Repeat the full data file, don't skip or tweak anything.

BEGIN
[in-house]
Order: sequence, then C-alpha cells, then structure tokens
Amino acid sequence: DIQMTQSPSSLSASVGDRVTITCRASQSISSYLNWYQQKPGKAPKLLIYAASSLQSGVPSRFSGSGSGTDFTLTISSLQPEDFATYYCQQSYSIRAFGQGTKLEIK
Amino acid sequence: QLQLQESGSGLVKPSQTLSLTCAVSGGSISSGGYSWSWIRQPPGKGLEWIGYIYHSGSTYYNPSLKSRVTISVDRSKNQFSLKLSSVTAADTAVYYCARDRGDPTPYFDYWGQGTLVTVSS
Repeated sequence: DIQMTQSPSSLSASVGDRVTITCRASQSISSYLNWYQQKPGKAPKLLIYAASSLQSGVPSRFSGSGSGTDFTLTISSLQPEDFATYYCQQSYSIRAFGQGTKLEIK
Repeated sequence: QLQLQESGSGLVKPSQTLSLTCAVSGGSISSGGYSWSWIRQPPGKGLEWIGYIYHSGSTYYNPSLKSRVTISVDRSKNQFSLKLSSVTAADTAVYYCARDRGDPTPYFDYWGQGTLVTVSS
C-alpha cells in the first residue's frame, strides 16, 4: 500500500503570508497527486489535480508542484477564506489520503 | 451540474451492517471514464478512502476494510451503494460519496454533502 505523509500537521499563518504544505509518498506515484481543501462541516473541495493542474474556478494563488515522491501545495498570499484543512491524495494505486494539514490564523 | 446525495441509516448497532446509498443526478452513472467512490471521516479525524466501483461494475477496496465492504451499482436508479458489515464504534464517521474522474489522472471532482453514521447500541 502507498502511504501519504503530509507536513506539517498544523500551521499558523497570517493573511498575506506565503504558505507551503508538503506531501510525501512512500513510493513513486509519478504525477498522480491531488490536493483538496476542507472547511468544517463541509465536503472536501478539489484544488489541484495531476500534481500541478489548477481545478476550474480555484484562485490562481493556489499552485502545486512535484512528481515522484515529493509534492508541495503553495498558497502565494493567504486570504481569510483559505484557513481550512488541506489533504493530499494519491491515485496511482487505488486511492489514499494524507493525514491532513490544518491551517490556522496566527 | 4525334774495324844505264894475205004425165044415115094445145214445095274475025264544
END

[in-house]
Order: sequence, then C-alpha cells, then structure tokens
Amino acid sequence: DIQMTQSPSSLSASVGDRVTITCRASQSISSYLNWYQQKPGKAPKLLIYAASSLQSGVPSRFSGSGSGTDFTLTISSLQPEDFATYYCQQSYSIRAFGQGTKLEIK
Amino acid sequence: QLQLQESGSGLVKPSQTLSLTCAVSGGSISSGGYSWSWIRQPPGKGLEWIGYIYHSGSTYYNPSLKSRVTISVDRSKNQFSLKLSSVTAADTAVYYCARDRGDPTPYFDYWGQGTLVTVSS
Repeated sequence: DIQMTQSPSSLSASVGDRVTITCRASQSISSYLNWYQQKPGKAPKLLIYAASSLQSGVPSRFSGSGSGTDFTLTISSLQPEDFATYYCQQSYSIRAFGQGTKLEIK
Repeated sequence: QLQLQESGSGLVKPSQTLSLTCAVSGGSISSGGYSWSWIRQPPGKGLEWIGYIYHSGSTYYNPSLKSRVTISVDRSKNQFSLKLSSVTAADTAVYYCARDRGDPTPYFDYWGQGTLVTVSS
C-alpha cells in the first residue's frame, strides 16, 4: 500500500503570508497527486489535480508542484477564506489520503 | 451540474451492517471514464478512502476494510451503494460519496454533502 505523509500537521499563518504544505509518498506515484481543501462541516473541495493542474474556478494563488515522491501545495498570499484543512491524495494505486494539514490564523 | 446525495441509516448497532446509498443526478452513472467512490471521516479525524466501483461494475477496496465492504451499482436508479458489515464504534464517521474522474489522472471532482453514521447500541 502507498502511504501519504503530509507536513506539517498544523500551521499558523497570517493573511498575506506565503504558505507551503508538503506531501510525501512512500513510493513513486509519478504525477498522480491531488490536493483538496476542507472547511468544517463541509465536503472536501478539489484544488489541484495531476500534481500541478489548477481545478476550474480555484484562485490562481493556489499552485502545486512535484512528481515522484515529493509534492508541495503553495498558497502565494493567504486570504481569510483559505484557513481550512488541506489533504493530499494519491491515485496511482487505488486511492489514499494524507493525514491532513490544518491551517490556522496566527 | 4525334774495324844505264894475205004425165044415115094445145214445095274475025264544